Raising Davis: Some kids like affection, while others don't

By Meghan Bradley on March 29, 2013
From day one, Davis was a baby on-the-go. He hated being held. He was happiest when he could move, stretch, kick and feel space around him. As a baby, the only time Davis would stay still was during a feeding.

As he grew up, there were few cuddles. We could get them when he was tired, sick or really interested in a movie or television show. Otherwise, we were all to stand clear. Goodnight kisses and back scratches were okay but we were not to put our arms around him – he didn’t like the feeling. He likes it when we are close to him, even holding his hand, or playing with his hair, but as soon as the arm goes around the shoulder, he feels confined.

Now that he is seven, his affection has taken on a boisterous tone. He runs and attacks (he calls them running hugs) but I still feel like prey that has just been pounced on by a lion. He tends to poke or grab but is hardly ever gentle. He playwrestles with Paul all the time and loves that kind of interaction.

There is one little window of opportunity. As soon as Davis is finished eating his meal, he comes and gives Paul and me a very sweet cuddle (perhaps a hangover from the stillness of his baby feedings?). We always laugh and say “here come the full belly hugs.” That is one of the few times that a hug is offered!

I don’t give up. Every morning I ask for my hug before he goes to school and every night I ask for my hug when I get home. He rolls his eyes and gives me the best hug he can. These hugs can only happen at home. I am not allowed to show any affection outside the house. Davis wants the world to think that he lives alone!

When we go skating together, we glide around the ice separately. No endearing handholding for us. Paul skates fast, I’m mediocre, and Davis just wants to be left alone. Quality family time? I think not!

I am affectionate and so is Paul, but Davis just isn’t into it. We’ve learned that that’s OK. He likes us around, he loves doing things with us but when it comes to cuddles and hugs, we take them when and where we can.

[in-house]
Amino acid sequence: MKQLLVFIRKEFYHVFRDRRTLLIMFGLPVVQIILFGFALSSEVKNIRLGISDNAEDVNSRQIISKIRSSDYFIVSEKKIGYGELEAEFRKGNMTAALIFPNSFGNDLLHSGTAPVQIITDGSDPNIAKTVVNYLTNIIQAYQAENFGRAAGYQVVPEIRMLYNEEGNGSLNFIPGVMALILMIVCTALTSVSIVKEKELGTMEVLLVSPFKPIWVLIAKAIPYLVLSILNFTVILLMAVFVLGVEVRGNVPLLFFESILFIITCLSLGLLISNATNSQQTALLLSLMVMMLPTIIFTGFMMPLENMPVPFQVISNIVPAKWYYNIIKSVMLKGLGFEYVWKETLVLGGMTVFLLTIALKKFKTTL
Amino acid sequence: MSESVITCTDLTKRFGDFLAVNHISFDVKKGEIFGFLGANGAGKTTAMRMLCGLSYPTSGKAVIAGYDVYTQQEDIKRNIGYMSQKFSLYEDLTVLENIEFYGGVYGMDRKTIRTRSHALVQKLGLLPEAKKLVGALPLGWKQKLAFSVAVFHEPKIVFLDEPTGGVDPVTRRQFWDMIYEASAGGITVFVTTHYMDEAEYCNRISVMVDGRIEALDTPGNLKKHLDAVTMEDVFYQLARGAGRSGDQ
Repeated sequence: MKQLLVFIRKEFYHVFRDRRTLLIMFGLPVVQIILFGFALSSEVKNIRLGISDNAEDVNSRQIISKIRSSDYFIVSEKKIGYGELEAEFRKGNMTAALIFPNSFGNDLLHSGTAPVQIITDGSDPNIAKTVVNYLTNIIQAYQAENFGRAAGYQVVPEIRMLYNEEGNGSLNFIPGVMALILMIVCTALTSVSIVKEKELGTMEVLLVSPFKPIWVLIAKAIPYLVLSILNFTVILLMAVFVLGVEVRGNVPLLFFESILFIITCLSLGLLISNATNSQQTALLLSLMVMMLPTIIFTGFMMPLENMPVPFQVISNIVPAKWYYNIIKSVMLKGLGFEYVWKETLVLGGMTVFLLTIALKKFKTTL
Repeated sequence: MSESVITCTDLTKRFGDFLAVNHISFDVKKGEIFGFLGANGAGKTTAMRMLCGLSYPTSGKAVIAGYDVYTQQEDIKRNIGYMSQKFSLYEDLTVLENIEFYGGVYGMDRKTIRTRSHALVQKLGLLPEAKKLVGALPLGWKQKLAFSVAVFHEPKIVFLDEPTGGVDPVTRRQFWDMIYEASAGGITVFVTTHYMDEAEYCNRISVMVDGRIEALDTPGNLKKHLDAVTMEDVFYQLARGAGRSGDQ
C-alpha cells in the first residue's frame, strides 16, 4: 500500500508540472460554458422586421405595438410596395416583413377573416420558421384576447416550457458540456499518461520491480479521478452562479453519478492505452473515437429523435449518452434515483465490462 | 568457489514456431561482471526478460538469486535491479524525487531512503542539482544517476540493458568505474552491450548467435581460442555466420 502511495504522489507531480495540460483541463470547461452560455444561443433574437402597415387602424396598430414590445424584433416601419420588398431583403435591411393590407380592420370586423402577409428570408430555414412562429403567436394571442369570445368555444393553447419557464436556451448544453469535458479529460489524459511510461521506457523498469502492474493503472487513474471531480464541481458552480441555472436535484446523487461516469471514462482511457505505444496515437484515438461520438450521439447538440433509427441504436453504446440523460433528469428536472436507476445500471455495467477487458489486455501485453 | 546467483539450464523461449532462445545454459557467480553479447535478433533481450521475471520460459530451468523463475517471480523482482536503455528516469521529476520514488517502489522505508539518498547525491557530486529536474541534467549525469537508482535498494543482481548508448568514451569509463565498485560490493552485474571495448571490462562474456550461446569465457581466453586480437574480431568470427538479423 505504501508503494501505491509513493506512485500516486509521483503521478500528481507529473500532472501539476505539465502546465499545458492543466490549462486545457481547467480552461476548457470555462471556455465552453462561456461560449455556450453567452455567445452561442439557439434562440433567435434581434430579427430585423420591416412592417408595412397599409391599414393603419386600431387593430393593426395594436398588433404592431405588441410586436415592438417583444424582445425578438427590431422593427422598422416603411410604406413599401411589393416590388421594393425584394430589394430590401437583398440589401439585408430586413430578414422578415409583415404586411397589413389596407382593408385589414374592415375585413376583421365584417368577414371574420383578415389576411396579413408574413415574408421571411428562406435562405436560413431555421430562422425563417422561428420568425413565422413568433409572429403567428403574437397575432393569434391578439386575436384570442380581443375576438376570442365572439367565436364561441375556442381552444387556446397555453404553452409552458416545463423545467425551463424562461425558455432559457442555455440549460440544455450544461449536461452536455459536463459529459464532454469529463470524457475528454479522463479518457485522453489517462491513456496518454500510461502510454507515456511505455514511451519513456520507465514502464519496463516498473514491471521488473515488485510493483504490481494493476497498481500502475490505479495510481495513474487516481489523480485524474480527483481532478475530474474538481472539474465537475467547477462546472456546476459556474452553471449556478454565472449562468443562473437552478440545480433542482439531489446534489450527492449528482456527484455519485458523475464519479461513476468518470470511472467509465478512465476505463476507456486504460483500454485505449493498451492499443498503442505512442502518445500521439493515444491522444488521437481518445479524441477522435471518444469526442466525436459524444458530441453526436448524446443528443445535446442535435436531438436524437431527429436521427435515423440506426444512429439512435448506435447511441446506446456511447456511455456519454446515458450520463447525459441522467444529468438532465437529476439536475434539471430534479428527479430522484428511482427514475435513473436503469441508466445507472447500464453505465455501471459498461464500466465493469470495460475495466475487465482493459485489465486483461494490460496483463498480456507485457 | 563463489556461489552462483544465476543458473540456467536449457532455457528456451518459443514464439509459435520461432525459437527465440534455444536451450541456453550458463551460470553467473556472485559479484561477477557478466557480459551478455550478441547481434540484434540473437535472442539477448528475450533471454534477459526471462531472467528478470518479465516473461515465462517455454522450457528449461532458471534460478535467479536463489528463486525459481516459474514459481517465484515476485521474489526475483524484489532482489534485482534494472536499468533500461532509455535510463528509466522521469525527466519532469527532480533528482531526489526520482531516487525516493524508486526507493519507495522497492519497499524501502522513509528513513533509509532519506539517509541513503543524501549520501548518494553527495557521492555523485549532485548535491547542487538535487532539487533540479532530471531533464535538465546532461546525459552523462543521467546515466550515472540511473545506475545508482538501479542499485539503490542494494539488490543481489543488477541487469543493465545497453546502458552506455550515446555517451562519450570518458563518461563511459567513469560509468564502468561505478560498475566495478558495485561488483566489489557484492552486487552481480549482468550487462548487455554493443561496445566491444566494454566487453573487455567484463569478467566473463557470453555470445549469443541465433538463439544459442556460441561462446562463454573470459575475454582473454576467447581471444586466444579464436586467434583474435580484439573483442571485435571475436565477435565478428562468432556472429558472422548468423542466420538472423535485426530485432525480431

Expert Advice ~ Sara Dimerman says:

Everyone has a different feeling for the amount of physical space that is comfortable between one another. Some people enjoy sitting next to or in the same room as their family members, but begin to wriggle with discomfort if you invade their personal space. Sometimes you can predict at a very young age whether your child will be a cuddler or a little more distant. However, even children who once were comfortable with being very close to their parents when little, often pull back in the presence of their peers as they grow. This pulling away is not typically a refl ection of their feelings toward you, but simply a normal developmental change as children work towards increased autonomy and independence. So try not to take their actions personally. Respect your child’s need for increased space and when you are allowed in, enjoy every single moment.

To read more of Meghan’s Mommy Diaries, visit raisingdavis.com or follow her on Twitter @raisingdavis.

Originally published in ParentsCanada magazine, April 2013.

By Meghan Bradley| March 29, 2013

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